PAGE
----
Sardonyx and Peridot – the August Birthstones

Wear a sardonyx or for thee,
No conjugal felicity;
The August-born without this stone,
`Tis said, must live unloved and lone.

(conjugal relates to marriage or the relationship between husband and wife and felicity means happiness)

Okay so I think it is safe to say that this is an awful birthstone poem and I do frown upon it!  I really do not know what the “unknown author” was trying to get at when he or she wrote it, or what Tiffany & Co. were thinking when decided to include it in their 1870′s pamphlet with all the other sweet birthstone poems!  I suspect that my dislike for the poem is the reason as to why I haven’t been able to locate a piece of Sardonyx jewellery for this post –  which in turn is the reason for this August birthstone-blog post being a belated one.  Fortunately August has two birthstones and I have indeed found a lovely piece of Peridot today to share with you:

Peridot and gold necklace

Peridot and gold necklace

Peridot

Above is a picture of a gold and peridot necklace featuring one out of two different birthstones for August: the Peridot.  You might remember that we have already made the acquaintance of this beautiful gemstone in a previous post: The dazzling gemstone Peridot.  Just to refresh our memories; the peridot is associated with love, truth, faithfulness and loyalty.  Furthermore it is thought to hold magical powers as well as healing properties.  How lovely to have a piece of jewellery that protects against nightmares, brings you power, influence, and a wonderful year! (1)

Peridot and gold necklace

Peridot and gold necklace

Sardonyx

Sardonyx, the other birthstone of August, is a form of onyx and features bands of reddish brown and white.  It is believed to enhance willpower, integrity, stamina and vigor in crystal healing and it is also thought to be a stone of strength and protection.  The ancient Greeks and Romans loved their sardonyx and had them engraved with images of heroes that would bring them courage and victory in battles.

The banding makes the gemstone suitable for cameos, as the dark section is often left as the background and the white part of the stone is left as the image.  Sardonyx can be found in many different locations, including the US, Russia, Brazil, India, Germany and Uruguay – with the most popular stones comig from India.

I promise to take a photo of a Sardonyx as soon as I come across one, but until then you can check out these Google searches for Sardonyx and Sardonyx Cameo to get an idea of what the stone looks like.

Happy belated birthday all your lovely August children!

Peridot and gold earrings

Peridot and gold earrings

Sources:

(1) American Gem Society

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Antique Pearl Necklace Clasps vs Centre Motifs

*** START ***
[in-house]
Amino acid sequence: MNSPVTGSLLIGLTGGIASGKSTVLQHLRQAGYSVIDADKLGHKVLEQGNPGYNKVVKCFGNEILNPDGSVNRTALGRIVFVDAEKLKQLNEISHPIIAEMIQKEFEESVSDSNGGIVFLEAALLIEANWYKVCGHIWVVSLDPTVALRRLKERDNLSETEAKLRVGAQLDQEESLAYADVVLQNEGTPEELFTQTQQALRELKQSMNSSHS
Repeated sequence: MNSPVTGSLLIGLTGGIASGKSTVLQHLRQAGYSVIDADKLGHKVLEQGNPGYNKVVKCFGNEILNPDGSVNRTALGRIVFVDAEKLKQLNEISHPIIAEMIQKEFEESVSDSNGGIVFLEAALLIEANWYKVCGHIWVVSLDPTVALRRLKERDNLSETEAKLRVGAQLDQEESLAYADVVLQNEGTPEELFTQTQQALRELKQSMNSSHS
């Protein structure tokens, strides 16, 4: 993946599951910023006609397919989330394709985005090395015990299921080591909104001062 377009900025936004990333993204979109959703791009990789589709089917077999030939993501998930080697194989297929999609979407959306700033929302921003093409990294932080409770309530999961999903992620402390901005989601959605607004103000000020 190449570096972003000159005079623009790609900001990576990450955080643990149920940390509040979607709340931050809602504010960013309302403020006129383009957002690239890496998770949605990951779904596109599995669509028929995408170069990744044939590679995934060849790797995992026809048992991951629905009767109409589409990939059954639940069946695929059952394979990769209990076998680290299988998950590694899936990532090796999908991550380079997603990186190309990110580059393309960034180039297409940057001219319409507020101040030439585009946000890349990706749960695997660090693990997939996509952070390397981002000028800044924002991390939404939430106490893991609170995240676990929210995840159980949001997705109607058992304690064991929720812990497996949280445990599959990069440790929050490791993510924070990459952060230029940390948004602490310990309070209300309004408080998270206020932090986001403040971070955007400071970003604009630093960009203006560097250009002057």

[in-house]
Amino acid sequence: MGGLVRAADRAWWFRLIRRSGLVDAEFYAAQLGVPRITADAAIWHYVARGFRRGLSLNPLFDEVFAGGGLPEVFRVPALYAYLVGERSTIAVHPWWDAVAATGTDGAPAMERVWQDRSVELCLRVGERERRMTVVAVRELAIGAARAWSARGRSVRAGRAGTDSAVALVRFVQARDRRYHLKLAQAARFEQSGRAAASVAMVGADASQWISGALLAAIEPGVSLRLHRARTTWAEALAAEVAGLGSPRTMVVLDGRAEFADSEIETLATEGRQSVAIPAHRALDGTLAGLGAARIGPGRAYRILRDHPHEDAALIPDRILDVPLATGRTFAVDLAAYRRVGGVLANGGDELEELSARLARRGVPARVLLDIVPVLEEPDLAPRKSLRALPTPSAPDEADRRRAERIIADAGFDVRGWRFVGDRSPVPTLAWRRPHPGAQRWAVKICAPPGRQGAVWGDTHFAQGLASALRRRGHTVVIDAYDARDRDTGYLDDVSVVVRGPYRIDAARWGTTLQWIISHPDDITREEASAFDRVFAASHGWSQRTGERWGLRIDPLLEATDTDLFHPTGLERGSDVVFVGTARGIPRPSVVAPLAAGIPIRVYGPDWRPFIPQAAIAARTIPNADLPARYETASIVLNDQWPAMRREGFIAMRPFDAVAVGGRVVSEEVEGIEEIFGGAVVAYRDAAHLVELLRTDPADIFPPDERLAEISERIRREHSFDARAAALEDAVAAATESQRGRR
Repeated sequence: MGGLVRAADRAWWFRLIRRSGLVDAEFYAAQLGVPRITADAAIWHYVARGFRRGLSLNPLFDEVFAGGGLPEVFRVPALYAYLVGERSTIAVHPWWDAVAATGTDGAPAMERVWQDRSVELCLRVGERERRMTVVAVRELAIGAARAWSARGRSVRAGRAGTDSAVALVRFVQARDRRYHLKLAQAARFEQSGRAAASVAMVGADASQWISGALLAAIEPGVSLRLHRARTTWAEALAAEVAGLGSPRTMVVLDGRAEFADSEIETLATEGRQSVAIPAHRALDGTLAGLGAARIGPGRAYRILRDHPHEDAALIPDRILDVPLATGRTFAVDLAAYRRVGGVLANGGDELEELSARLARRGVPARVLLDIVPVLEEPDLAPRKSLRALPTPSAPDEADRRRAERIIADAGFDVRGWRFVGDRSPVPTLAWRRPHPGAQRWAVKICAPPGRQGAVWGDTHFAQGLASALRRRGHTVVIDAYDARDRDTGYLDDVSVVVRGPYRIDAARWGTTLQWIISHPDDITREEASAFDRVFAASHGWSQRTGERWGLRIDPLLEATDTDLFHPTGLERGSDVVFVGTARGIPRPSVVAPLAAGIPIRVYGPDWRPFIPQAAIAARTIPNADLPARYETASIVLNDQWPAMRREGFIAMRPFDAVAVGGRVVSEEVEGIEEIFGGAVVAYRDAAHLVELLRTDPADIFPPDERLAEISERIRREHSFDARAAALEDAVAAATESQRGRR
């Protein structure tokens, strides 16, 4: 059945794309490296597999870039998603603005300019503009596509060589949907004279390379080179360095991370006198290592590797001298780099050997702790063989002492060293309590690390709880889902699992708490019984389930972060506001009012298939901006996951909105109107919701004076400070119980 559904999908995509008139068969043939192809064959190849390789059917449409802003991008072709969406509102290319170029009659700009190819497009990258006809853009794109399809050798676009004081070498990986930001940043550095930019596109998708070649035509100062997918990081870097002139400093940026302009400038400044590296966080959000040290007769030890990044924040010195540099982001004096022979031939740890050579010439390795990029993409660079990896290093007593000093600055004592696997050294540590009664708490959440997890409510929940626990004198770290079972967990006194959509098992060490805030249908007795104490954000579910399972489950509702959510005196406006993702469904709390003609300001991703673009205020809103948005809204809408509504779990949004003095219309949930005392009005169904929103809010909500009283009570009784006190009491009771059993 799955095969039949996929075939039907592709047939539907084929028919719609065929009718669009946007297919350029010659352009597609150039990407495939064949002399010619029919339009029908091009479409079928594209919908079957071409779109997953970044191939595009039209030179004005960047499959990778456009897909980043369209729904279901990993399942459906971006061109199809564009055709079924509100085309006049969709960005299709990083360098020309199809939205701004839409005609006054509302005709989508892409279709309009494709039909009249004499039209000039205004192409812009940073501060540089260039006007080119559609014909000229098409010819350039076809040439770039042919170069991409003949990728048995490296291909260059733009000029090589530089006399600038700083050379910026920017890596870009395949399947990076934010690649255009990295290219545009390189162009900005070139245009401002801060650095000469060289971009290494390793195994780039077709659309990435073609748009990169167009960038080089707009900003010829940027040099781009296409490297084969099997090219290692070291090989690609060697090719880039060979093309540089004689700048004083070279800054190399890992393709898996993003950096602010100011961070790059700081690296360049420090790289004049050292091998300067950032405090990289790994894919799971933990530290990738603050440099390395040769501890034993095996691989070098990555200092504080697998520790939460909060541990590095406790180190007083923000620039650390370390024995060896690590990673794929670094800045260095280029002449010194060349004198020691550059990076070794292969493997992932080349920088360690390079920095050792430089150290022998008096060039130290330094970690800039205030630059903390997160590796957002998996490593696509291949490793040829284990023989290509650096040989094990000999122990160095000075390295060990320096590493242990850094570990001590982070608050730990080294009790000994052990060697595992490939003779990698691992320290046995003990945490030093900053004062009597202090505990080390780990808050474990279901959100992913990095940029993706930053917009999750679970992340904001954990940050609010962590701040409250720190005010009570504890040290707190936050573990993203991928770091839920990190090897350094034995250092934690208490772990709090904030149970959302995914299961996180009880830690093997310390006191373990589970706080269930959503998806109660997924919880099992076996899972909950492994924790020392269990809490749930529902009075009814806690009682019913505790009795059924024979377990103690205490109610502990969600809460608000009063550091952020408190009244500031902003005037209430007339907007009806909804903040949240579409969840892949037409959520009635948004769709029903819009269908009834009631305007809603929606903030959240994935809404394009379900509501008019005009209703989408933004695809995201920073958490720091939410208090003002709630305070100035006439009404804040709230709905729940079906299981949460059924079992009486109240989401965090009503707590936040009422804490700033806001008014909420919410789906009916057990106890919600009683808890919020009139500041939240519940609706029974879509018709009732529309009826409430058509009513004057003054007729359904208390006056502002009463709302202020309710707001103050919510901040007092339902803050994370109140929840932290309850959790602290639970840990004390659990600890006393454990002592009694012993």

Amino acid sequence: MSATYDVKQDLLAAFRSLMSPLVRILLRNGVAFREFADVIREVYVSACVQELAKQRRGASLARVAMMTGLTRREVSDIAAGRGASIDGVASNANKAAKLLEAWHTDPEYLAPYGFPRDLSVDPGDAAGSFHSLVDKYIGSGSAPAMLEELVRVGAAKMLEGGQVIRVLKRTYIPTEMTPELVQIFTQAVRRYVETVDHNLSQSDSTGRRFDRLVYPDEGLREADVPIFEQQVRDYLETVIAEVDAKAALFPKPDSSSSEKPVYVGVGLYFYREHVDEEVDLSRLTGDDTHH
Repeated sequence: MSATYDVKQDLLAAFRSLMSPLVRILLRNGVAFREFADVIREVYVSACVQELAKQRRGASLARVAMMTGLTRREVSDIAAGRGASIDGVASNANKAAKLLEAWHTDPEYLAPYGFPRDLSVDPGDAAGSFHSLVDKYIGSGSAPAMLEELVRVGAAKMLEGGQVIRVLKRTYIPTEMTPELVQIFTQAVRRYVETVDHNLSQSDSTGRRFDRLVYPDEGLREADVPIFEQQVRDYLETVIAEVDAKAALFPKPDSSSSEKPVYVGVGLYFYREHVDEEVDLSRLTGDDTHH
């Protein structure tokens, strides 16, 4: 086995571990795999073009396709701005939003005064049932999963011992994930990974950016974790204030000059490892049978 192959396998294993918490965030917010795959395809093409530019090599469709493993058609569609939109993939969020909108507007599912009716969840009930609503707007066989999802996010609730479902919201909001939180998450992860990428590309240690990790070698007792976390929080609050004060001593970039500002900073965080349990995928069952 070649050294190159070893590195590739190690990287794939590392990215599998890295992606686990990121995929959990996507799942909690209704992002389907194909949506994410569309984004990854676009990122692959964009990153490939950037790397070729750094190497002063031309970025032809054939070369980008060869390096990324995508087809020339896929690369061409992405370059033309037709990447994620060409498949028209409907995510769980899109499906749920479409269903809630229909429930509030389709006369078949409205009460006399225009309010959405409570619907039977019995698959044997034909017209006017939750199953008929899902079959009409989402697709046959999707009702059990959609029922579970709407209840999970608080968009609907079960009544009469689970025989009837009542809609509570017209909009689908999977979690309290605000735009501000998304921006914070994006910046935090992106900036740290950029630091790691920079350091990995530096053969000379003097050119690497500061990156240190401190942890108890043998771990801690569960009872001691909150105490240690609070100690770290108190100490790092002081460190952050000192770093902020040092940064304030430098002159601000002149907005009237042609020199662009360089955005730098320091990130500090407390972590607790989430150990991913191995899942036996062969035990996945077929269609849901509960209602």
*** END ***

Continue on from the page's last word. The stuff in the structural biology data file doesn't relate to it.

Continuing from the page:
Rows of antique pearl necklaces at Richard Ogden, Burlington Arcade

Rows of antique pearl necklaces at Richard Ogden, in the Burlington Arcade

So I was working in the antique shop the other day – namely counting diamonds on a brooch – and having lost count a million or so times, I decided to take a little break and started aimlessly wandering around the shop instead.  I ended up – like so many times – by the pearl necklaces…  ahh sigh of happiness, they are just so beautiful!  The middle one in the photo above we have already familiarised ourselves with in the previous post Victorian Pearl Necklace with a Diamond Clasp, but I loved them all and started looking closer at them:

Mid-Victorian pearl necklace with a diamond brooch as a clasp, Richard Ogden, Burlington Arcade

Pearl necklace with a diamond brooch clasp

This little beauty above is another example of a pearl necklace with a diamond brooch as the clasp; in other words it also has a very clever mechanism at the back which turns it into a brooch that you can wear separately.

Pearl necklace with a diamond and sapphire centre motif

The centre motif features a beautiful sapphire surrounded by eight diamonds

… and then there was this necklace with two rows of pearls and a centre motif featuring a sapphire.

This necklace is from around the 1920′s and I am obviously learning all these ways of determining the age of the pieces, and something that is very helpful is determining what metal has been used in the design – this one is set in platinum.  Platinum gained popularity in jewellery making in the beginning of the 20th century as it was such a beautiful and strong metal.  The use of platinum in anything other than military applications was however prohibited during the second World War, as it was declared a strategic material.  After the war it gained popularity again because of its properties: its strength allowed jewellery makers to create very fine yet durable designs.

Pearl necklace with a diamond and sapphire centre motif

A closer look at this beautiful antique pearls necklace with a centre motif featuring a sapphire and eight diamonds

The difference between this necklace and the first one in the post, is that the part with the sapphire and diamonds in this necklace is not used as a clasp – it is purely there for decorative reasons.  As a result it is referred to as the centre motif, and it looks a little something like this when worn:

Pearl necklace with a diamond and sapphire centre motif

Oh go on then, I will model the necklace to show you what it looks like on!  (yep, without doubt the best part about working in an antique jewellery shop!!)  

So there we have it – the difference between a clasp and a centre motif in antique jewellery (and of course also in modern jewellery, but I haven’t seen too many of these designs around in contemporary pieces – but if you have then please feel free to share with us below!)  Have a lovely weekend my dear!

All of the necklaces above can be found at Richard Ogden in the Burlington Arcade.

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A trip to The Jolly Farmers pub in Surrey